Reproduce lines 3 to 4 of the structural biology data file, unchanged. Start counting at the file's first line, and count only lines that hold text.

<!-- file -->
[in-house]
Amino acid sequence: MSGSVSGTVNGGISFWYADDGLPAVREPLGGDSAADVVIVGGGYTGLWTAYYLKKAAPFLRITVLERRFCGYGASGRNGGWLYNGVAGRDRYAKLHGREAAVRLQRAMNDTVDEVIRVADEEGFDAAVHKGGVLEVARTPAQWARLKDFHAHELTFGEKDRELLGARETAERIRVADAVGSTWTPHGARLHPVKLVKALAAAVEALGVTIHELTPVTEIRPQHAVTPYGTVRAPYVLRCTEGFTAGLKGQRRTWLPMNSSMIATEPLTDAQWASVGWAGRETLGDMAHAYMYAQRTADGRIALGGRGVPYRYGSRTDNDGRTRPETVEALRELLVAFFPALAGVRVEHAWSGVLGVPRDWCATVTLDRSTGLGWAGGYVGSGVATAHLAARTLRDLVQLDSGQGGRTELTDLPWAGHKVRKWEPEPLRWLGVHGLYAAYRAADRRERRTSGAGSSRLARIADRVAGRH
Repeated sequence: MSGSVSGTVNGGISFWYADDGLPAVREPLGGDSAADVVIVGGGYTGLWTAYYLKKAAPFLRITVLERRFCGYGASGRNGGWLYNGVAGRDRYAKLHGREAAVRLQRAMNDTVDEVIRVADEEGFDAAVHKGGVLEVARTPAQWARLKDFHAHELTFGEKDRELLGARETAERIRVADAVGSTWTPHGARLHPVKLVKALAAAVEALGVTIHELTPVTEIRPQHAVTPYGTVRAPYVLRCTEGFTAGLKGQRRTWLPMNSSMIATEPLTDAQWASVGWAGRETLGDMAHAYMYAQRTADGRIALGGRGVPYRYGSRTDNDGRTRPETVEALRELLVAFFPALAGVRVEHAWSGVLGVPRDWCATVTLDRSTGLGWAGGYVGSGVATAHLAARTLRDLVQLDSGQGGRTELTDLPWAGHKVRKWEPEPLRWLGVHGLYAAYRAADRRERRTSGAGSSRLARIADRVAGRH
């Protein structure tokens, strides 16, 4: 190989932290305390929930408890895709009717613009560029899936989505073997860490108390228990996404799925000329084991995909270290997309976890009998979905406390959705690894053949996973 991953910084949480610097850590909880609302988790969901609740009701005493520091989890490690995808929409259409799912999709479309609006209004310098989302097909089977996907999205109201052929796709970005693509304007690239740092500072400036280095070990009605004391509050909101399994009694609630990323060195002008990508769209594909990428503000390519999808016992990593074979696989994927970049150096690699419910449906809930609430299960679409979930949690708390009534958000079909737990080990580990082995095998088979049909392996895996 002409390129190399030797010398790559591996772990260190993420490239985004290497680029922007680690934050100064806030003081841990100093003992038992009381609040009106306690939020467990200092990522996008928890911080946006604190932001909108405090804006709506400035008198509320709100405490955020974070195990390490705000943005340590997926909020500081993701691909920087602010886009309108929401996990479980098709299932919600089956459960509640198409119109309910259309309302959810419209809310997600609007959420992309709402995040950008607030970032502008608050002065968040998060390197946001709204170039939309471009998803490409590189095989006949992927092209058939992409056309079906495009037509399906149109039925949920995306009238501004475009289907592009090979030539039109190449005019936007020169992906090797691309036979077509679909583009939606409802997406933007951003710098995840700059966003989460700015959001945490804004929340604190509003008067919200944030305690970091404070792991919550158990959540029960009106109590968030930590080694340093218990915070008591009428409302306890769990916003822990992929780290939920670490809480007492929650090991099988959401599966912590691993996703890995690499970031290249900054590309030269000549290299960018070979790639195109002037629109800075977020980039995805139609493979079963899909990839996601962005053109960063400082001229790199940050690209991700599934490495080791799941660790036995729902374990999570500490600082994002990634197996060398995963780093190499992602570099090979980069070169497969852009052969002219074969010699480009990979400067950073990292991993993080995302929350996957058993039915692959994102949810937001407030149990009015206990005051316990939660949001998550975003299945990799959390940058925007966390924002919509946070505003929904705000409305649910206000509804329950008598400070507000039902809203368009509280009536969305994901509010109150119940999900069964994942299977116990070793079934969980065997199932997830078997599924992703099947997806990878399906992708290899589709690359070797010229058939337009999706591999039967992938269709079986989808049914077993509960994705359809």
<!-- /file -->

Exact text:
Repeated sequence: MSGSVSGTVNGGISFWYADDGLPAVREPLGGDSAADVVIVGGGYTGLWTAYYLKKAAPFLRITVLERRFCGYGASGRNGGWLYNGVAGRDRYAKLHGREAAVRLQRAMNDTVDEVIRVADEEGFDAAVHKGGVLEVARTPAQWARLKDFHAHELTFGEKDRELLGARETAERIRVADAVGSTWTPHGARLHPVKLVKALAAAVEALGVTIHELTPVTEIRPQHAVTPYGTVRAPYVLRCTEGFTAGLKGQRRTWLPMNSSMIATEPLTDAQWASVGWAGRETLGDMAHAYMYAQRTADGRIALGGRGVPYRYGSRTDNDGRTRPETVEALRELLVAFFPALAGVRVEHAWSGVLGVPRDWCATVTLDRSTGLGWAGGYVGSGVATAHLAARTLRDLVQLDSGQGGRTELTDLPWAGHKVRKWEPEPLRWLGVHGLYAAYRAADRRERRTSGAGSSRLARIADRVAGRH
């Protein structure tokens, strides 16, 4: 190989932290305390929930408890895709009717613009560029899936989505073997860490108390228990996404799925000329084991995909270290997309976890009998979905406390959705690894053949996973 991953910084949480610097850590909880609302988790969901609740009701005493520091989890490690995808929409259409799912999709479309609006209004310098989302097909089977996907999205109201052929796709970005693509304007690239740092500072400036280095070990009605004391509050909101399994009694609630990323060195002008990508769209594909990428503000390519999808016992990593074979696989994927970049150096690699419910449906809930609430299960679409979930949690708390009534958000079909737990080990580990082995095998088979049909392996895996 002409390129190399030797010398790559591996772990260190993420490239985004290497680029922007680690934050100064806030003081841990100093003992038992009381609040009106306690939020467990200092990522996008928890911080946006604190932001909108405090804006709506400035008198509320709100405490955020974070195990390490705000943005340590997926909020500081993701691909920087602010886009309108929401996990479980098709299932919600089956459960509640198409119109309910259309309302959810419209809310997600609007959420992309709402995040950008607030970032502008608050002065968040998060390197946001709204170039939309471009998803490409590189095989006949992927092209058939992409056309079906495009037509399906149109039925949920995306009238501004475009289907592009090979030539039109190449005019936007020169992906090797691309036979077509679909583009939606409802997406933007951003710098995840700059966003989460700015959001945490804004929340604190509003008067919200944030305690970091404070792991919550158990959540029960009106109590968030930590080694340093218990915070008591009428409302306890769990916003822990992929780290939920670490809480007492929650090991099988959401599966912590691993996703890995690499970031290249900054590309030269000549290299960018070979790639195109002037629109800075977020980039995805139609493979079963899909990839996601962005053109960063400082001229790199940050690209991700599934490495080791799941660790036995729902374990999570500490600082994002990634197996060398995963780093190499992602570099090979980069070169497969852009052969002219074969010699480009990979400067950073990292991993993080995302929350996957058993039915692959994102949810937001407030149990009015206990005051316990939660949001998550975003299945990799959390940058925007966390924002919509946070505003929904705000409305649910206000509804329950008598400070507000039902809203368009509280009536969305994901509010109150119940999900069964994942299977116990070793079934969980065997199932997830078997599924992703099947997806990878399906992708290899589709690359070797010229058939337009999706591999039967992938269709079986989808049914077993509960994705359809």